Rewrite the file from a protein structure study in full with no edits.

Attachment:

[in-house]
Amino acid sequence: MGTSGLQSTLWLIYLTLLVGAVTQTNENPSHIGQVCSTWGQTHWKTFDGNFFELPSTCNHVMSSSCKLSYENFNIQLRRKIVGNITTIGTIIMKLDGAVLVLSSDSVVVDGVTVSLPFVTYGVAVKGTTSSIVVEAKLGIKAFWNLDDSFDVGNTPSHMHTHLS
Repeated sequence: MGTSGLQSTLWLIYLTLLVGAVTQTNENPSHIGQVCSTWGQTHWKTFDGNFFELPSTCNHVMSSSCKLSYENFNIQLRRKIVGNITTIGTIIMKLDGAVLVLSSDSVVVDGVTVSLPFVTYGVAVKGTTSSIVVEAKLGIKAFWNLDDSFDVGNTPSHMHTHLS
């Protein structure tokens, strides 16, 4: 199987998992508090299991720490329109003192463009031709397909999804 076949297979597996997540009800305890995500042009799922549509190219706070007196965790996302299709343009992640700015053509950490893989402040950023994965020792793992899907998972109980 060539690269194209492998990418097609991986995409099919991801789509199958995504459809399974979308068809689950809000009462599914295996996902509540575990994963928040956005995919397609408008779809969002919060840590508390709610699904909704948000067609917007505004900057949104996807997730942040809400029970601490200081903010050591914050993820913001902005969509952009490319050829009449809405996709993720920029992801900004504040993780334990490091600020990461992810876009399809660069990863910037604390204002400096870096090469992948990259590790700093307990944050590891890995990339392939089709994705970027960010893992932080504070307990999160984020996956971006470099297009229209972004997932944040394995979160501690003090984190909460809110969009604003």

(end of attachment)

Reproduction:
[in-house]
Amino acid sequence: MGTSGLQSTLWLIYLTLLVGAVTQTNENPSHIGQVCSTWGQTHWKTFDGNFFELPSTCNHVMSSSCKLSYENFNIQLRRKIVGNITTIGTIIMKLDGAVLVLSSDSVVVDGVTVSLPFVTYGVAVKGTTSSIVVEAKLGIKAFWNLDDSFDVGNTPSHMHTHLS
Repeated sequence: MGTSGLQSTLWLIYLTLLVGAVTQTNENPSHIGQVCSTWGQTHWKTFDGNFFELPSTCNHVMSSSCKLSYENFNIQLRRKIVGNITTIGTIIMKLDGAVLVLSSDSVVVDGVTVSLPFVTYGVAVKGTTSSIVVEAKLGIKAFWNLDDSFDVGNTPSHMHTHLS
């Protein structure tokens, strides 16, 4: 199987998992508090299991720490329109003192463009031709397909999804 076949297979597996997540009800305890995500042009799922549509190219706070007196965790996302299709343009992640700015053509950490893989402040950023994965020792793992899907998972109980 060539690269194209492998990418097609991986995409099919991801789509199958995504459809399974979308068809689950809000009462599914295996996902509540575990994963928040956005995919397609408008779809969002919060840590508390709610699904909704948000067609917007505004900057949104996807997730942040809400029970601490200081903010050591914050993820913001902005969509952009490319050829009449809405996709993720920029992801900004504040993780334990490091600020990461992810876009399809660069990863910037604390204002400096870096090469992948990259590790700093307990944050590891890995990339392939089709994705970027960010893992932080504070307990999160984020996956971006470099297009229209972004997932944040394995979160501690003090984190909460809110969009604003």